Temptations (Master Reels) – 2Pac (08.06.1994)

Terror on the Tables – 2Pac, Darren Bastfield (1987)

That’s My Man Throwing Down – 2Pac, Darren Bastfield (1987)

The Case of the Misplaced Mic – 2Pac, DJ Dizzy (1989)

The DFLO Shuttle – Digital Underground, 2Pac (1991)

The Fight [Road to Glory] – 2Pac (03.14.1996)

The Good Die Young – 2Pac, Val Young, Napoleon, Young Noble, Kastro, E.D.I. Mean, Young Noble (22.07.1996)

The Heat – 2Pac, Stretch, Keith Murray, Am Alive (30.11.1994)

The Lunatic – 2Pac (1991)

The Realest Killaz – 2Pac, 50 Cent

The Way We Swing – Digital Underground, 2Pac (1990)

There U Go – 2Pac, Nanci Fletcher, Mussolini, Kastro, E.D.I. Mean, Mr. Malik (10.24.1995)

They Don’t Give a Fuck About Us – 2Pac, E.D.I. Mean, Kastro, Yaki Kadafi, Napoleon (04.15.1996)

They’re Tryin’ To Kill Me – 2Pac; 3X Krazy

Things R Changing – 2Pac (03.08.1996)

This Ain’t Livin – 2Pac (03.14.1996)

This Life I Lead- 2Pac, Gonzoe, Daz Dillinger, Kurupt, Nutt-so (04.24.199)

Throw Ya Hands Up – 2Pac, Killa, Moe Z, Ronnie Love (11.1994)

Thug 4 Life – 2Pac (1993)

Thug Life ’93 – 2Pac, Big Syke, Prince Ital Joe (1993)

Thug Life ’95 – Dramacydal, 2Pac (1995)

Thug Luv – Bizzy Bone, 2Pac, Sylk-E-Fyne (1996)

Thug N U Thug N Me – 2Pac, Jewell (03.11.1996)

Thug Nigga – 2Pac, Capital LS, ASU, Greg Nice (06.1996)

Thug Passion – 2Pac, Jewell, Kastro, Napoleon, E.D.I. Mean, Storm (11.29.1995)

Thug Style – 2Pac (1993)

Thugz Get Lonely Too – 2Pac, Rated R (1993)

Thugz Mansion – 2Pac (02.02.1996)

Time 2 Get My Drank On – 2Pac, YN-Vee (1993-1994)

To Live & Die In L.A – 2Pac, Val Young (07.17.1996)

Tongue Kissin’ – 2Pac (04.15.1996)

Too Late Playa – 2Pac, Queen, Danny Boy, Big Daddy Kane, Hammer, Nutt-so (04.1996)

Too Tight – 2Pac, Nanci Fletcher (1996)

Toss It Up – 2Pac, Danny Boy, KCi & JoJo, Aaron Hall (06.07.1996)

Tradin War Stories – 2Pac, Kastro, E.D.I. Mean, C-Bo, Napoleon, Storm (11.28.1995)

Trapped – 2Pac (1991)

Troublesome ’96 – 2Pac (04.08.1996)

Trump Tight – 2Pac, Capital LS, Asu, Greg Nice (06.17.1996)


U Can Be Touched – 2Pac, Bo-Roc, Napoleon, E.D.I. Mean, Kastro, Young Noble, Yaki Kadafi (04.24.1996)

U Can Call – 2Pac, Puff Johnson) (10.27.1995)

U Don’t Have 2 Worry – 2Pac, Storm, Young Noble, Kastro, Yaki Kadafi (03.07.1996)

U Don’t Wanna Battle – 2Pac, Ryan D (1990)

Unconditional Love – 2Pac, Nanci Fletcher (1996)

Until The End Of Time – 2Pac, Sixx-Nine (02.19.1996)

Untouchable – 2Pac, Yaki Kadafi, Hussein Fatal, E.D.I. Mean (06.10.1996)

Untouchable (Freestyle) – 2Pac (1996)

Untouchables – 2Pac, Bad Azz, Snoop Doggy Dogg, E.D.I. Mean, Yaki Kadafi (05.31.1996)

Uppercut – 2Pac (1993-1994)


Wanted Dead Or Alive – 2Pac, Snoop Dogg (1996)

War Games -2Pac, Napoleon, E.D.I. Mean, Young Noble, Yaki Kadafi (1996)

War Games (Master Reels) – 2Pac, E.D.I. Mean, Young Noble, Yaki Kadafi & Napoleon (08.1996)

Watch Ya Mouth – 2Pac (07.19.1996)

Welcome 2 Death Row – Danny Boy, 2Pac, Michel’le, Stacie Smallie (10.30.1995)

What Goes On – 2Pac, M.A.T.W. (1992)

What U Won’t Do 4 Love – 2Pac, Pee Wee, Kush, Ryan D, Kendrick, Klark Gable, Shock G, The Underground Railroad

What’s Next – 2Pac, Prince Ital Joe, Natasha Walker, Mopreme, Big Syke (11.16.1995)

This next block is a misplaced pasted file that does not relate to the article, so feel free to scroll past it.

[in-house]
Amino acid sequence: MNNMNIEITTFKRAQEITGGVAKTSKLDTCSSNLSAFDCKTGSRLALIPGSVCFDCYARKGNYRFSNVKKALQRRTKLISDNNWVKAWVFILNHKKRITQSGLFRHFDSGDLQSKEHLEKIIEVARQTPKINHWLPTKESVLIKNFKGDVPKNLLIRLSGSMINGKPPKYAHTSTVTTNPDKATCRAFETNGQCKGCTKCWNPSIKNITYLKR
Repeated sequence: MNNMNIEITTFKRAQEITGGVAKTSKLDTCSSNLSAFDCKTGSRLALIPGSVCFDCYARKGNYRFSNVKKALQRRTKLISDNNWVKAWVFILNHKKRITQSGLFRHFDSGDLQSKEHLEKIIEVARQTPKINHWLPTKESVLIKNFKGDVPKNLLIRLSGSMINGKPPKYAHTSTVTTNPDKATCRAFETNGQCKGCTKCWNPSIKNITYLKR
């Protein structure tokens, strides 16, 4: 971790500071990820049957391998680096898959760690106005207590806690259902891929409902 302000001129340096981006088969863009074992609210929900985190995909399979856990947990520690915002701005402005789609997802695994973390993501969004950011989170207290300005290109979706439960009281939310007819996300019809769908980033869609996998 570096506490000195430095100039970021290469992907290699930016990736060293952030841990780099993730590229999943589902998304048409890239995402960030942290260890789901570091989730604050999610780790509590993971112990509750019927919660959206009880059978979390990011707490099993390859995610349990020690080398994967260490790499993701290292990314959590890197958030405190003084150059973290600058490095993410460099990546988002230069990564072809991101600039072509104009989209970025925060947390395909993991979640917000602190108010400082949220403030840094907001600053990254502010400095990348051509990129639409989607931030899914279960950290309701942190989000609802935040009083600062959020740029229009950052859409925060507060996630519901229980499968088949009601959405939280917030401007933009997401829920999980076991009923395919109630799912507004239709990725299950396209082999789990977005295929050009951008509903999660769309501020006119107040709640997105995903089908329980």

What’z Ya Phone # – 2Pac, Danny Boy (11.16.1995)

When I Get Free II – 2Pac (1994)

When I Get Free (Death Row Remix) (1996)

When I Get Free (1992)

When Thugz Cry – 2Pac, Nanci Fletcher (02.02.1996)

When We Ride – 2Pac, Hussein Fatal, Kastro, Napoleon, Mussolini, E.D.I. Mean, Yaki Kadafi, Komani (10.27.1995)

When We Ride On Our Enemies – 2Pac (03.07.1996)

Where Do We Go From Here – 2Pac, Y.N.V (1994)

Where Ever U R – 2Pac, Big Daddy Kane (03.07.1996)

Where U Been – 2Pac, Danny Boy, Mussolini, Hussein Fatal, E.D.I. Mean (11.06.1995)

Where Will I Be – 2Pac, Yaki Kadafi, Big Malcolm, K-Dogg, Mutah (1994)

White Man’z World – 2Pac, Darryl Harper (07.12.1996)

Who Do U Believe In – 2Pac, Nanci Fletcher, Yaki Kadafi, Big Pimpin’ (01.22.1996)

Who Do Ya Luv – 2Pac, Stretch (11.01.1993)

Why U Turn On Me – 2Pac (06.10.1996)

Wonda Why They Call U Bitch – 2Pac (10.13.1995)

Words 2 My First Born – 2Pac, Nutt-so (03.08.1996)

World Dont Take Me Personally – Swoop G, 2Pac, 2 Scoops (1993)

World Wide (Remix) – Outlawz, Bosko, 2Pac, T-Low, Crysis

World Wide Dime Peace – 2Pac, Queen, Capital LS, Greg Nice, Asu, Snoop Doggy Dogg (06.15.1996)

World Wide Mob Figga – 2Pac, E.D.I. Mean, Young Noble, Napoleon, Ta’He

World Wide Stampede – O.F.T.B., Kurupt, Yaki Kadafi, 2Pac (03.31.1996)

Wussup Wit The Luv – Digital Underground, 2Pac (1993)


Ya Own Style – 2Pac, Greg Nice, E.D.I Mean, Young Noble (06.14.1996)

10 Facts About Tupac Even The Biggest Fans Might Not Know

56 Tupac quotes for positivism

Ah, Tupac Shakur – the greatest rapper to have existed in the history of rap music. He still lives in our hearts to this day. Not just a rapper but a whole personality on his own. Tupac made a mark on the music industry in a very short time. 

His music is available on almost all online paid and free streaming services. However, you may have issues trying to access his music due to geolocation restrictions. The best workaround is to download a good VPN that allows you to change your location so you can easily access all of the music content you want. Try the VPN music unblocked by VeePN to access all of Tupac’s greatest hits easily.